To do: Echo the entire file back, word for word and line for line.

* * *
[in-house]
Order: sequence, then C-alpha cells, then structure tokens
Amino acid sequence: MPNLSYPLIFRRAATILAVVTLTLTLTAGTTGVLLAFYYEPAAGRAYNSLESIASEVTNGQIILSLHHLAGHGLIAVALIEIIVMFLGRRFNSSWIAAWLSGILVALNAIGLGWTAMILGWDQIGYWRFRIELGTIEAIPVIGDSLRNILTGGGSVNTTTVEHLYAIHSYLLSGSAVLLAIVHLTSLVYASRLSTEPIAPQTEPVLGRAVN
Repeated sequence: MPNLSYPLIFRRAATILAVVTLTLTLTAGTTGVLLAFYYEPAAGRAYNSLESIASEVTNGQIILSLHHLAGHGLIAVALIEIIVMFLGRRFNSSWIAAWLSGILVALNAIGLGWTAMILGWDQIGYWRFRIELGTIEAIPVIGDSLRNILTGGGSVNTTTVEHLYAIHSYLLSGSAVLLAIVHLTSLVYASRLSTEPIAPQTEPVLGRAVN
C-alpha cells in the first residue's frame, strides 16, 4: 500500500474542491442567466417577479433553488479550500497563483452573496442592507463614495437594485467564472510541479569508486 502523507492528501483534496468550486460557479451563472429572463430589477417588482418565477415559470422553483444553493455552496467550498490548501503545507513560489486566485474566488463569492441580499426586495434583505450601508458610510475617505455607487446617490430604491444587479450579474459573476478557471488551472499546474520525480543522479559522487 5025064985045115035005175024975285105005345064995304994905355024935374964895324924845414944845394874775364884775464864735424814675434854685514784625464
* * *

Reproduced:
[in-house]
Order: sequence, then C-alpha cells, then structure tokens
Amino acid sequence: MPNLSYPLIFRRAATILAVVTLTLTLTAGTTGVLLAFYYEPAAGRAYNSLESIASEVTNGQIILSLHHLAGHGLIAVALIEIIVMFLGRRFNSSWIAAWLSGILVALNAIGLGWTAMILGWDQIGYWRFRIELGTIEAIPVIGDSLRNILTGGGSVNTTTVEHLYAIHSYLLSGSAVLLAIVHLTSLVYASRLSTEPIAPQTEPVLGRAVN
Repeated sequence: MPNLSYPLIFRRAATILAVVTLTLTLTAGTTGVLLAFYYEPAAGRAYNSLESIASEVTNGQIILSLHHLAGHGLIAVALIEIIVMFLGRRFNSSWIAAWLSGILVALNAIGLGWTAMILGWDQIGYWRFRIELGTIEAIPVIGDSLRNILTGGGSVNTTTVEHLYAIHSYLLSGSAVLLAIVHLTSLVYASRLSTEPIAPQTEPVLGRAVN
C-alpha cells in the first residue's frame, strides 16, 4: 500500500474542491442567466417577479433553488479550500497563483452573496442592507463614495437594485467564472510541479569508486 502523507492528501483534496468550486460557479451563472429572463430589477417588482418565477415559470422553483444553493455552496467550498490548501503545507513560489486566485474566488463569492441580499426586495434583505450601508458610510475617505455607487446617490430604491444587479450579474459573476478557471488551472499546474520525480543522479559522487 5025064985045115035005175024975285105005345064995304994905355024935374964895324924845414944845394874775364884775464864735424814675434854685514784625464